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    Ensure good gut health while weaning

    Kids Nutrition: 6 tips to ensure good gut health while weaning

    Weaning Week is an annual event dedicated to helping families through their weaning journey, and part of raising a healthy child is looking after their guts. Here, Mike Hardman from Alliance Online shares some tips on how to care for your little one’s gut.

    Supporting the microbiome and digestive system is an important part of raising – and weaning – a healthy, happy child. The human microbiome is a community of bacteria in the gut that contributes to our immune system, digestion, and other important functions.

    Weaning, which is also known as complementary feeding, usually begins when a baby is 6 months old. At this point, your baby should be introduced to a varied diet of foods, in addition to the first formula or breast milk they have been consuming up to this point. However, weaning incorrectly can have an adverse affect on their gut health.

    It can be confusing to work out what you should be feeding your baby when you begin the weaning process, and at each stage throughout. So, we’ve pulled together some nutrition tips to help you support your child’s healthy gut development.

    Foods that benefit gut health

    The first thing to note when weaning your child is that there are lots of different foods you can include that are great for feeding the good bacteria in the gut. These bacteria thrive on fibre and the complex carbohydrates that can be found in plants. So, include lots of fruits, vegetables, and grains in your kid’s meals, and encourage them to try lots of healthy food. This will ensure that their developing microbiome has everything it needs to grow healthily.

    It’s worth noting that there are lots of great foods high in fibre that are less appealing to young children than others. Try starting them with more familiar options such as carrots (perhaps dipped in hummus, or steamed as a side dish), or apple slices with peanut butter. Then, gradually move them on to more complex flavours. Grains like quinoa and oats are great options for weaning as they are easy to eat and can be combined with a variety of flavours.

    For advice on what to feed your baby at each stage of the weaning process, visit the NHS webpage on weaning foods.

    Probiotic foods

    Probiotic foods are another great way to feed the good bacteria developing in your baby’s gut. These foods can be extremely helpful to keep their digestive system healthy. Ideally, they will be included in your baby’s diet by the time they are a year old — depending on how your little one is enjoying solid food, you could introduce these foods at 10 – 12 months.

    A good option for probiotic food is plain, unsweetened yoghurt. Check that the brand you are buying doesn’t contain any extra sugars, and let them enjoy it as a dessert at lunch or dinner time.

    Regular mealtimes

    Another measure you can take to ensure healthy gut function is to keep to regular appointed mealtimes when your baby is the appropriate age. According to the NHS, your little one should move towards eating three meals per day at around 7 – 9 months old.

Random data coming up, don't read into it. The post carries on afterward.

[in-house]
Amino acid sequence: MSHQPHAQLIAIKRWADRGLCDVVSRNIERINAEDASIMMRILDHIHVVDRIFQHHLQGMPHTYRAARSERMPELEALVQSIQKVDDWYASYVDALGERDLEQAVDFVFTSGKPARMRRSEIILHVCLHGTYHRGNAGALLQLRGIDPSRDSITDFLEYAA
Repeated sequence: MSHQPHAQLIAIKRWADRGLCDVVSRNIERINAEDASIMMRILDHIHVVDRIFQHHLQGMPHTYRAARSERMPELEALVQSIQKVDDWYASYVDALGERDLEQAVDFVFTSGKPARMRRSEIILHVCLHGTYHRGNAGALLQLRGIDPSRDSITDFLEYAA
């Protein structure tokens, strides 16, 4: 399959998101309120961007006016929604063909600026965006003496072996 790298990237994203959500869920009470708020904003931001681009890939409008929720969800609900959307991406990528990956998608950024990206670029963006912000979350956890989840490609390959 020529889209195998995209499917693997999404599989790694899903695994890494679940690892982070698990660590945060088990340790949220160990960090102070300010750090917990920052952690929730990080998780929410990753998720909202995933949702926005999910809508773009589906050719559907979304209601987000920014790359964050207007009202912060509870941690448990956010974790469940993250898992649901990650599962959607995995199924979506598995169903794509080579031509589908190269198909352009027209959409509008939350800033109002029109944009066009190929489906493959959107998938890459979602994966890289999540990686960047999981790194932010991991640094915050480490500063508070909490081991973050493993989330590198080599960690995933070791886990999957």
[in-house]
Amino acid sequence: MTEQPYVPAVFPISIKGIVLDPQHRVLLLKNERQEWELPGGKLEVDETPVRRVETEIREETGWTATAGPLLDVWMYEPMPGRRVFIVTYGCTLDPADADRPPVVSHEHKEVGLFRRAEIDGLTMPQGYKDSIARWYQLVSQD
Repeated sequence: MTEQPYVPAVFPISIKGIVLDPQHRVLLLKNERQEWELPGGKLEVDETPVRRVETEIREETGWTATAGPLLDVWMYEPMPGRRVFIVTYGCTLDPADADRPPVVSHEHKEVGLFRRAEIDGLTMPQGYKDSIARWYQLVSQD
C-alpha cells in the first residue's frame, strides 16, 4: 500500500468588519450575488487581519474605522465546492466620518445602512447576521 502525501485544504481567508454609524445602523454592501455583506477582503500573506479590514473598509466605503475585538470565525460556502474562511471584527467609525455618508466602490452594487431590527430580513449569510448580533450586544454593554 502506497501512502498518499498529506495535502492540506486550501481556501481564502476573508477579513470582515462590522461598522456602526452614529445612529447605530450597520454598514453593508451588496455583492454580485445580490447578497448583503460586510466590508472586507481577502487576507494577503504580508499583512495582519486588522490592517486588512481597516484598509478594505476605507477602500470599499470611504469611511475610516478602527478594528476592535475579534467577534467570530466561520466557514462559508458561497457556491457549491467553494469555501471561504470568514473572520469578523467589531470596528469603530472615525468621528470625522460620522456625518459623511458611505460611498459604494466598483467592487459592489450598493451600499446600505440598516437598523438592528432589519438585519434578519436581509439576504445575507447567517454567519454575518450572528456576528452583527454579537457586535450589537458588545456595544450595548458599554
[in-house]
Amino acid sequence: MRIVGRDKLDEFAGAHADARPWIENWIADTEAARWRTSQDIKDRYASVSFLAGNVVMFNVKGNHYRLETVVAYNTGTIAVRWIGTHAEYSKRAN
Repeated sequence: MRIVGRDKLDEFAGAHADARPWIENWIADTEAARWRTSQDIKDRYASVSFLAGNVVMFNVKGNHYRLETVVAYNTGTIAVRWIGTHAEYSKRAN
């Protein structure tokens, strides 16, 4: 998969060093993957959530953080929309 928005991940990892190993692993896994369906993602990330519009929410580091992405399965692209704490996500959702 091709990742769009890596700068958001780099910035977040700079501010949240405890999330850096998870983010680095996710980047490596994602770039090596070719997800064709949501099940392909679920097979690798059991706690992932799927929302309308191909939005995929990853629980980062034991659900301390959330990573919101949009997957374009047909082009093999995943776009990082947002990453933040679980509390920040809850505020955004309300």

Adhering to these times has a few different benefits: for one, this will help instil healthy habits in your kids as they will be used to waiting until mealtimes to eat, rather than snacking frequently throughout the day. Predictability and having spaces between meals also aids your digestive system and helps it get into a rhythm, which is extremely important for your little one as they are still developing their microbiome and eating habits.

    Cleaning in the kitchen

    While what you feed your growing baby is extremely important, so is how you clean all the utensils and crockery that you use when making their food. While you might be tempted to sterilise everything that you use for your baby, this might actually hold back the development of their gut microbiome and immune system. This is because they won’t come into contact with any bacteria.
    Instead, stick to the old-fashioned choice of soap and water for cleaning, and clean utensils and tools thoroughly. Sterilising them may remove good bacteria along with the bad.

    To make preparing your baby’s food easier, make sure you have all the utensils and cooking tools you’ll be needing, and that they are all organised in your kitchen.

    Foods to avoid

    When weaning your baby, it’s crucial to know what foods to avoid as well as which ones are helpful. So, take note of these examples of what you should keep out of your little one’s food at this early stage:

    • Honey: This should be avoided until your baby is at least 12 months old. It contains bacteria that can cause a variety of botulism in infants, giving it the potential to be dangerous.
    • Shellfish: Raw or undercooked shellfish brings an increased risk of food poisoning, so make sure any shellfish has been thoroughly cooked before giving it to your little one.
    • Soft cheese: Many soft cheeses contain a bacteria called listeria, and should be avoided. The cheeses in question include: mould-ripened cheese like camembert or brie, blue-veined cheese, goat’s milk cheese, and any unpasteurised cheeses.
    • Choking hazards: Avoid choking hazards like whole nuts and jelly cubes, as these can easily get stuck in your baby’s throat.
    • Fresh pâté: This can cause food poisoning in babies, whether it’s made from fish, vegetables or meat.

     

    While it can be confusing to arrange a diet and feeding timetable for your baby during the process of weaning, there are many things that you can do to ensure their gut health develops well. So, use these tips to get started, and enjoy expanding your little one’s diet and seeing them develop their own culinary tastes.

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